Last Updated on October 8, 2020 by Steve Mayhew
So here we are almost two years after I went on to review every single film John Wayne appeared in from 1939 to 1976 before taking on all of the Westerns JW made in his wilderness years between 1930 to 1939.
The following reviews are for the last two low-budget Three Mesquiteers productions for Republic Studios in which Duke played Stony Brooke, his role handed back to actor Robert Livingstone from whom Wayne inherited the part the year before.
After winning plaudits as the Ringo Kid in “Stagecoach”, released the same year as “Wyoming Cowboy and “New Frontier”, it was fame and stardom for JW all the way from then on.
Wyoming Outlaw (1939)
Republic, Dir: George Sherman, b/w, 55m
Cast: John Wayne, Ray Corrigan, Raymond Hatton, Charles Middleton, Don “Red” Barry, Pamela Blake.
Good new, pardners. Someone at Republic saw the light and dropped Lullaby Joslin, the weird one with the wooden dummy, and replaced him with Raymond Hatton as Rusty Joslin.
Not only that but “Wyoming Outlaw” is a far cry from the previous Mesquiteer vehicles I’ve seen so far.
You get the usual punch ups, misguided intentions and hammy acting as before, but this time around the violence is real and people don’t get to dodge the bullets as before.
It’s as though someone with a sense of reality and social commitment has been let loose on the script and the end result is an entertainingly adult B-Western with not one wooden dummy in sight.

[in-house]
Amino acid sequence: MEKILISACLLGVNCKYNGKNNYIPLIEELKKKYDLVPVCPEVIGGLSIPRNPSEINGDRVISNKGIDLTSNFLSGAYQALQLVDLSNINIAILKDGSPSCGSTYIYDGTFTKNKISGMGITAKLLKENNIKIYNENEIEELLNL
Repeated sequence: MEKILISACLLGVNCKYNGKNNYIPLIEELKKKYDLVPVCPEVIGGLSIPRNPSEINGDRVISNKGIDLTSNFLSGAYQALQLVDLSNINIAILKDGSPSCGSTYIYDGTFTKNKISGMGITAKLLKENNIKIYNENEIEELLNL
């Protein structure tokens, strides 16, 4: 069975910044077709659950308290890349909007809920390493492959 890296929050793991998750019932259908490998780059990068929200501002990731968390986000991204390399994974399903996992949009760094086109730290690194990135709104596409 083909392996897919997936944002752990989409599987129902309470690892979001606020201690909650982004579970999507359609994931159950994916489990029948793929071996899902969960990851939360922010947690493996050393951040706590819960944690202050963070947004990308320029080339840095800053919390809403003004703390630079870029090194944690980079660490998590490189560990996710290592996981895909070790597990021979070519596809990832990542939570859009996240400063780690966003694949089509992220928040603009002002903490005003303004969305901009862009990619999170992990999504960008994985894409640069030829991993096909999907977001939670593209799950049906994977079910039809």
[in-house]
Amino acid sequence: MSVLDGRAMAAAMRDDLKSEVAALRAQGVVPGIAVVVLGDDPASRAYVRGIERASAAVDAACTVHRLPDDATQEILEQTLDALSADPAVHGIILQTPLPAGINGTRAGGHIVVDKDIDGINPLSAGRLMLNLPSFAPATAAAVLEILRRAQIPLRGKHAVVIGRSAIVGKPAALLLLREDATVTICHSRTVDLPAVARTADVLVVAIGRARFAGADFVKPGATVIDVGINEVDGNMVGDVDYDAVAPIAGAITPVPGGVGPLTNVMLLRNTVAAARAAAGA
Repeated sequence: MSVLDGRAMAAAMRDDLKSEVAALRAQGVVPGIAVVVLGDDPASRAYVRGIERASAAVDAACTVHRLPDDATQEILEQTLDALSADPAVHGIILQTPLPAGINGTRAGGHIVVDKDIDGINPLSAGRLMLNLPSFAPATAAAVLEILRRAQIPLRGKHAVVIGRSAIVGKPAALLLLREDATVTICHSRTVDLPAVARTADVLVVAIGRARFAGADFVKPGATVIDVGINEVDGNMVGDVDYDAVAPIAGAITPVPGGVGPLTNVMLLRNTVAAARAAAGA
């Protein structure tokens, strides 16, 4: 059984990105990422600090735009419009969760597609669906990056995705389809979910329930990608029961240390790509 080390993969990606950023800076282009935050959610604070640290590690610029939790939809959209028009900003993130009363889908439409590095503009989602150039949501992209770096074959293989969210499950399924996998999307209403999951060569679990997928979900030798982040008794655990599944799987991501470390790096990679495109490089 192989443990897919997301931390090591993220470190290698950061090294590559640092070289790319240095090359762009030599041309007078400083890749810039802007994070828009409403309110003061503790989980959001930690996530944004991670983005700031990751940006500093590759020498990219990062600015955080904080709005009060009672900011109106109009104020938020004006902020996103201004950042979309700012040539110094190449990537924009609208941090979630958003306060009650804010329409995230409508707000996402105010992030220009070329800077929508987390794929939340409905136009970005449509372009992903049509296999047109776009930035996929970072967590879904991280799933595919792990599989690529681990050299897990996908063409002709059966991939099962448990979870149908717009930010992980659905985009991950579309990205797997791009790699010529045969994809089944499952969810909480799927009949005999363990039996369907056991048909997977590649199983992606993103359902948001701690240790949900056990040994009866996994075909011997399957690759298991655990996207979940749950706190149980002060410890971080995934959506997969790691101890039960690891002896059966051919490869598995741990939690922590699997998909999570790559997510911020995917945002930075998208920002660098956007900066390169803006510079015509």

The bad news is that the timeline between each film is still a bit skewed. This time we’re in 1918 – apparently the Mesquiteers and their fellow cowherders were not aware America had entered the First World War.
Hiding from a huge dust storm, Stoney finds a conveniently placed newspaper that provides a little bit of social history for the audience as regards the reason for the storm.
It seems it’s the result of the land being farmed specifically to provide wheat during the conflict in Europe. Once the war ended the price of wheat fell and most of the farmers were bankrupted, a situation not even the Mesquiteers could sort out.
Chancing upon the daughter of a dirt poor farming family, the Mesquiteers try and help as best they can but her brother, Ray Parker, ends up in trouble with the law when he insists on hunting protected game to feed his family.
Parker, played very convincingly by Don ‘Red’ Barry, points out that ‘the right to eat should come before the right of game to live’. ‘Sounds like pretty good sense’, agrees Stoney. Not a film for animal rights campaigners then.
Once the story starts rolling then the Mesquiteers don’t really feature that much.
They’re depicted more as bystanders in a situation that this time is taken out of their hands as Ray Parker crosses the line into lawlessness and becomes an outlaw on the run.
One aspect of a harder storyline than normal is that people actually start getting killed, something not depicted in the previous episodes.
The climax involves Ray sacrificing his own life by taking a corrupt businessman hostage and forcing the law to shoot both of them.
This is quite a good entry in the series, with co-stars such as Elmo Lincoln, the first Tarzan, and Charles Middleton, of Ming the Merciless fame, along for the ride.